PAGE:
I hope you don't mind me adding considerations to this already long thread. What I want to talk about isn't necessarily limited to futures either.
I run into a lot of trouble designing libraries which are transparent to
Send. Eg. defining behavior in traits, defining how those traits interact with each other and returning futures from trait methods. Currently as
Box<dyn Future<_>> because of the lack of async trait methods right now. The user owns the types that they implement the trait for, and the user will spawn the futures, or if the library does so, it does so on a global executor defined by the application developer.
As an example take an actor model with a
Message trait. Ideally: If the type implementing
Send, the user can send the message to an actor living in another thread. If it is
!Send they can't. Another example. If the type implementing the
Actor trait is
Send, it's mailbox (which owns the actor) can be spawned on a threadpool, if it's
!Send, only on a single threaded executor.
This means the constraints faced by the user are their own. The library is not constraining them.
It's currently AFAICT not possible to express this in Rust. All the traits and implementation code of the actor library that deal with generic parameters as
A: Actor will always have to specify Sendness. The same is true for Boxed trait objects in return types.
This imposes severe design limitations. Either everything has to be
Send, and it can never be used for types that aren't (even in a single threaded program), or nothing is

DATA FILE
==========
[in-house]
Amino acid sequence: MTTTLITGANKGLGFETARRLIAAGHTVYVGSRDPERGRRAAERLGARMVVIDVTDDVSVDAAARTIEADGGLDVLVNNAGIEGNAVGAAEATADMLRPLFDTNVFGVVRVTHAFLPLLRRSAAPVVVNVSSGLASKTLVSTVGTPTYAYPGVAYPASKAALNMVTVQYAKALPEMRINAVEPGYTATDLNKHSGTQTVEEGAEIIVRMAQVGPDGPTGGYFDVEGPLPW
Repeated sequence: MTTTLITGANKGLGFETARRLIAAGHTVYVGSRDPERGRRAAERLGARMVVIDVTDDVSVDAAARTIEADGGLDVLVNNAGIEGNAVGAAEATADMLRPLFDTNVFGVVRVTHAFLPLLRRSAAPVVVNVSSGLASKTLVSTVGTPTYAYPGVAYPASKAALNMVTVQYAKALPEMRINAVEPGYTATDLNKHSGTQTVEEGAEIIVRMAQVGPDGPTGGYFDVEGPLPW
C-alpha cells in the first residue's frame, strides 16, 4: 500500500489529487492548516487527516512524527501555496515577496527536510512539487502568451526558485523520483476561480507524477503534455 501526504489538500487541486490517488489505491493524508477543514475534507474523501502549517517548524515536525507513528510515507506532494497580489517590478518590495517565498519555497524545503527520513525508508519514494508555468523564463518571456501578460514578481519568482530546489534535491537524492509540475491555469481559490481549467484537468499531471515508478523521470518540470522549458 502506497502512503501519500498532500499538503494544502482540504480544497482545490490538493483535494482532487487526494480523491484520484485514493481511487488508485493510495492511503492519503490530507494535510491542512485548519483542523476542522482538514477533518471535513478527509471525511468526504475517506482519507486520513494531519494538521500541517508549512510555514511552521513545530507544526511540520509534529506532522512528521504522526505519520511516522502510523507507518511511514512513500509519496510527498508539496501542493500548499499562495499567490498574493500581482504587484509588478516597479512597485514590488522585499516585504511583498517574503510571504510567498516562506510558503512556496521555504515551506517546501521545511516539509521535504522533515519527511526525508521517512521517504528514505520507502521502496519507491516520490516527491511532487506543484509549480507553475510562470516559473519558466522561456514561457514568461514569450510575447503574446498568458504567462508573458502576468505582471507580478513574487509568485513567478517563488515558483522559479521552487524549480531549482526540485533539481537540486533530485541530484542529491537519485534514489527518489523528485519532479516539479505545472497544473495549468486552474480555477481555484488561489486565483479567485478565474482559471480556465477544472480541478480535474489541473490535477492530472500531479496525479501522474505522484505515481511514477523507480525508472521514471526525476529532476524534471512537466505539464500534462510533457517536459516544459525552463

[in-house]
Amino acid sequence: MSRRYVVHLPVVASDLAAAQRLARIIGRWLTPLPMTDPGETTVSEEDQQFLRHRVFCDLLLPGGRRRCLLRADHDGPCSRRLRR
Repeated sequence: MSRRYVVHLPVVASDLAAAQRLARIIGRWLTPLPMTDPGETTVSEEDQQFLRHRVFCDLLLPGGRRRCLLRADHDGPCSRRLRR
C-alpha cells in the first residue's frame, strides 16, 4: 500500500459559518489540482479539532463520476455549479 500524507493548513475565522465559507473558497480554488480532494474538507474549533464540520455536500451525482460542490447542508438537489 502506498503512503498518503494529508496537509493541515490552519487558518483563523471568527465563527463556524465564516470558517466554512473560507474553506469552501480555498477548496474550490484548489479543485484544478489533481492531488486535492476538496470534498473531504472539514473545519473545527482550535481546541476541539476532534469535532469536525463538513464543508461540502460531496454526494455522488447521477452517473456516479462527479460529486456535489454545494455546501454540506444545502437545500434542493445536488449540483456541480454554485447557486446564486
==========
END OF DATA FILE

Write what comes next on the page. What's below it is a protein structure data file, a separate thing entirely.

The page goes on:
Send, and end users can never use a threadpool for spawning futures returned by the library (notably the mailbox of their actors).
The only reasonable solution I can figure out for this problem right now is if there would be a
?Send unbound telling the compiler to automatically figure out from the underlying type if it is safe to send it across threads, when it happens. The compiler will know when the final application is being compiled if things are send across or not. Maybe there could be other ways to solve this than
?Send, but I haven't found them yet.
As a way to late answer to the title of this post. I think the whole point of async programing is that you can do parallel programming without threads. Therefor I think support for
!Send futures should be first class. I use single threaded executors all the time (and with data that is
!Send, most commonly
Rc but could be other things), and I'm not "on fuchsia". The main reason for using single threaded executors for me is performance. In some use cases the overhead from locks in channels is the majority of the running time.